Microsoft Takes Another Shot at Windows on ARMReading Time: 3 minutes
At its Windows Hardware Engineering Community (WinHEC) event in Shenzhen, China this week, Microsoft announced a partnership with processor vendor Qualcomm that will bring Windows 10 to the ARM platform. It’s an interesting, if widely expected, move that sets the stage for some unique new Windows products going forward.
Of course, Microsoft has been here before. Back in October 2012, when the company launched the ill-fated Windows 8 for traditional X86 platforms (Intel and AMD), the company also launched the Windows RT operating system, running on Surface RT (as well as a few partner devices). This ARM-based version of the OS looked like Windows and even mostly acted like Windows. But it couldn’t do the one thing everybody expected Windows to do: Run years of legacy X86 applications. While Microsoft tried to make up for this by creating a special Windows RT version of Office, other application vendors failed to follow and, after several years of poor performance in the market, Microsoft quietly ended support for WinRT.
Neither Microsoft nor Qualcomm has disclosed the specifics of how Windows 10 runs on Qualcomm’s Snapdragon processor except to say this time out they’re using emulation technology. Emulation is a process that essentially tells the operating system it’s running on X86 when in fact it is running on ARM. The industry has used emulation for years, often as a stop gap measure when shifting from one technology to another. Traditionally, emulation has solved the problem of legacy apps, but at a significant cost to performance. If we believe Microsoft’s online videos of Windows 10 running on Qualcomm, there appears to be plenty of headroom in the Snapdragon processor to account for this. Performance looks robust and during the demonstration, the presenter launched and used several legacy X86 applications with no apparent performance penalties. I look forward to testing this firsthand in the future.
Why Revisit ARM?
While Microsoft’s decision to do the work required to bring Windows 10 to ARM is significant, it’s worth noting it has had a version of Windows running on the platform continuously since well before it launched, and ultimately killed, Windows RT. It’s called Windows Phone and at present, its smartphone market share is hovering around 0.2% percent, as Microsoft has all but exited the market. Clearly, Microsoft realized Windows Phone was a dead end but it felt Windows 10 on the platform could still be viable.
It’s an interesting decision and one with multiple potential implications. A primary one, cited by Microsoft in its announcement, is the desire to enable highly mobile, power efficient, and always-connected cellular PCs. That last element—always connected—is something I’ve been arguing I’d like to see from PC vendors for ages. Microsoft apparently sees Qualcomm’s chips as a key element to making this more viable in the market. The company also announced it would enable eSIM technology it says will let vendors ship products with no SIM slot, as well as let customers activate data plans on the device.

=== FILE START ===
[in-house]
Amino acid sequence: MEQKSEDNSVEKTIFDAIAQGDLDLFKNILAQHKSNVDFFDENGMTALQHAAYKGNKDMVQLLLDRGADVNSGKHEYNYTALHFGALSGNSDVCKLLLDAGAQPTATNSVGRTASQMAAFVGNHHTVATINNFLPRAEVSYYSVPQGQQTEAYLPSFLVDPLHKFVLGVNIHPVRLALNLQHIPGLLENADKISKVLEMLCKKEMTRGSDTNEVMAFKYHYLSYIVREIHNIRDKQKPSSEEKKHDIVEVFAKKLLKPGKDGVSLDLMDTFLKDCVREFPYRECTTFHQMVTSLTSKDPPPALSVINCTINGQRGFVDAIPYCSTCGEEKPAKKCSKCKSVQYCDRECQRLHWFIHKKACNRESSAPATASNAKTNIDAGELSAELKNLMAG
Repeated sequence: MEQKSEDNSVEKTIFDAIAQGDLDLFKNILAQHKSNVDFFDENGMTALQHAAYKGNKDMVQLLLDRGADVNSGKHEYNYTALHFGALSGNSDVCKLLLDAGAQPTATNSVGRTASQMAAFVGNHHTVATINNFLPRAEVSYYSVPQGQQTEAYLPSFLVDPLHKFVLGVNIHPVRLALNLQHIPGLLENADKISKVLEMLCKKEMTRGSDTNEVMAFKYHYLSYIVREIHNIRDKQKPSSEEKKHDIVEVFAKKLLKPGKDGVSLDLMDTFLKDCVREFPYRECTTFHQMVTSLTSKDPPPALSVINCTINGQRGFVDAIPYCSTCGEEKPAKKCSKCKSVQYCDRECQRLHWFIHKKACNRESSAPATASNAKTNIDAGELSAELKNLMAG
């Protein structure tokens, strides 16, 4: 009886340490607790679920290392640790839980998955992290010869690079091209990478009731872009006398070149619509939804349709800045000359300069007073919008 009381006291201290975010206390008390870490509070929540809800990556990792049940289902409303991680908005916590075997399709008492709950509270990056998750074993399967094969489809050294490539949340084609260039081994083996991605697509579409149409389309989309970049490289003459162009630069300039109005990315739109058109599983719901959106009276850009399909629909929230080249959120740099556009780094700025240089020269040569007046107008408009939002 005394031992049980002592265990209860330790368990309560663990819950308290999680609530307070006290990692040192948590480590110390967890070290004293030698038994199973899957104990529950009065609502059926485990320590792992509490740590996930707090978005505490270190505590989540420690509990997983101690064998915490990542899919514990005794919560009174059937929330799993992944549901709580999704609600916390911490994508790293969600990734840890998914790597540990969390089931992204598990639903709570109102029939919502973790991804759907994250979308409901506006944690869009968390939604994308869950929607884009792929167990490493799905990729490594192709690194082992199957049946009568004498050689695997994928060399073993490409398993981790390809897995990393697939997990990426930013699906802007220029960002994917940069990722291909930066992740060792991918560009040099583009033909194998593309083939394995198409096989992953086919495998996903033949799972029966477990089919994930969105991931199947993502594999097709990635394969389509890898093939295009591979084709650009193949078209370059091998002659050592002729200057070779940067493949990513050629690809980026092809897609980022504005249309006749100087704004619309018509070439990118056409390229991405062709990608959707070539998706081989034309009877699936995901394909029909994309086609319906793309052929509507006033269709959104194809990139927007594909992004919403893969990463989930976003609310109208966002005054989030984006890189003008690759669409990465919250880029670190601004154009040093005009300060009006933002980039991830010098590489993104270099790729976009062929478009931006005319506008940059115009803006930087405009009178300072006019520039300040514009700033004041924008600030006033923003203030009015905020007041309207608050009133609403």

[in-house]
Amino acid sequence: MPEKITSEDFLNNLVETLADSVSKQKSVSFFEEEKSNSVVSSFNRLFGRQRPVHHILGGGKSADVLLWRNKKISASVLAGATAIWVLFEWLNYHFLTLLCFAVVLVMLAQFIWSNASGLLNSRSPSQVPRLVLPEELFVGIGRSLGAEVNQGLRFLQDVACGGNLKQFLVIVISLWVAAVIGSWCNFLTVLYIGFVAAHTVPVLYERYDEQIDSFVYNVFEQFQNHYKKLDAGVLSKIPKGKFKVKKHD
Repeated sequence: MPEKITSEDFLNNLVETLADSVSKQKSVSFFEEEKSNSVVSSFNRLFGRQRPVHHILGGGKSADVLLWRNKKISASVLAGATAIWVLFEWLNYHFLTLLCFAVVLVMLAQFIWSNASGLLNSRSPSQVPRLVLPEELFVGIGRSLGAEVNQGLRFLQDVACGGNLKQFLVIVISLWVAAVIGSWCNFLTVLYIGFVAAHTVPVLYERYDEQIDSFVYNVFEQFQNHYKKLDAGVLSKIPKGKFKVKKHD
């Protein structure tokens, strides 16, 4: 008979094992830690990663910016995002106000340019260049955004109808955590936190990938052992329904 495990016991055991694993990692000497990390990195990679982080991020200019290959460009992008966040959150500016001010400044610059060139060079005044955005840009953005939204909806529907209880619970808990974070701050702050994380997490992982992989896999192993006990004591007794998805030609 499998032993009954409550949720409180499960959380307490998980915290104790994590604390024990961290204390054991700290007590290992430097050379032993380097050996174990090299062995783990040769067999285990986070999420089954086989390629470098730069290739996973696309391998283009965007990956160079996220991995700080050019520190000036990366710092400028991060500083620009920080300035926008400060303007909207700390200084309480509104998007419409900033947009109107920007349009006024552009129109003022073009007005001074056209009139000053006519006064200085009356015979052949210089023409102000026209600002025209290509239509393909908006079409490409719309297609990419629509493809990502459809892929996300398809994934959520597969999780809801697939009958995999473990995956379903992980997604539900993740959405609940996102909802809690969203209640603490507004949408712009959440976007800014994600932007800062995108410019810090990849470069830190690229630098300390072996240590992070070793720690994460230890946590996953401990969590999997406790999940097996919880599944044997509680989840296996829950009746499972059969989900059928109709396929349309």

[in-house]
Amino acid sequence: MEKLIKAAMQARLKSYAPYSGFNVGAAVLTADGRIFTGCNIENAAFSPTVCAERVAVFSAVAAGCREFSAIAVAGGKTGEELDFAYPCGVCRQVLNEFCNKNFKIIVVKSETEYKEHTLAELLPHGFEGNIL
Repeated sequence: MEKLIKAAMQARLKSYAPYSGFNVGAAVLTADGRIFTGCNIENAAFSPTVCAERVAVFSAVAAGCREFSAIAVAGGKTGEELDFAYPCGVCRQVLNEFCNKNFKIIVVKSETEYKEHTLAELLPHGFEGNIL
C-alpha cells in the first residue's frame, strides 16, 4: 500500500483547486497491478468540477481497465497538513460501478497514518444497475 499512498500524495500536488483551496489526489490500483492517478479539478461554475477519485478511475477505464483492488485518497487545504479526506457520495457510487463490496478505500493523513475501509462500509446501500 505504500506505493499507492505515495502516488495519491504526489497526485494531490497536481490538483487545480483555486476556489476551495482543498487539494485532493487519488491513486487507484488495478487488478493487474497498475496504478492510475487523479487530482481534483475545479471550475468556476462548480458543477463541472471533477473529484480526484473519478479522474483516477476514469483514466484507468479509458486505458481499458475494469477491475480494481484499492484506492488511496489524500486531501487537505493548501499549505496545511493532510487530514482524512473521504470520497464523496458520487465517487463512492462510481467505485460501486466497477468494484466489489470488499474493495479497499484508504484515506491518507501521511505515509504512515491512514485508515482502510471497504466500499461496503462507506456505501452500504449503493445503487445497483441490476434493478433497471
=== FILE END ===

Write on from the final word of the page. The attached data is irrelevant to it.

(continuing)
Second, the company clearly sees value in driving competition in the silicon space. Back in 2012, Windows RT was most certainly Microsoft reacting to its relative displeasure with the slow progress of X86 toward more mobile, lower-power processors. That frustration likely hasn’t entirely abated. As in all markets, competition is good for consumers and, in this case, Microsoft (and its hardware partners) are the consumers of X86 and ARM processors.
Third, Microsoft is trying to anticipate the future of personal computers. One such future may comprise the ultimate in convergence where one device acts as phone + notebook + desktop. For some time, there have been rumors of a Surface Phone; rumors that didn’t make much sense when Microsoft seemed to be abandoning Windows Phone. That version of Windows has always been a non-starter for business because it can’t run the legacy X86 apps needed by most companies. HP’s Elite X3 Windows Phone addresses that problem with its own virtualization technology. Now, Microsoft has addressed it at the OS level. That said, this solution still doesn’t address the fundamental issue that few people (especially consumers) want to replace their iOS or Android phone with one that runs Windows.
2017 Is Getting Interesting
During its keynote, Microsoft also outlined its plans with Intel around the new Project Evo; updated its campaigns around Microsoft HoloLens and the Windows Holographic Platform; and added another vendor (3Glasses) to its list of head-mounted display partners expected to ship next year. But the Qualcomm news is likely to be the most impactful in the near term. The company was deliberately vague about when new products might ship, saying simply “as early as next year.” Once we see the first products, their performance, battery life scores, and price points, we’ll have a better idea of just how big a deal Windows 10 on ARM turns out to be. I, for one, look forward to what the PC industry will cook up with this new option.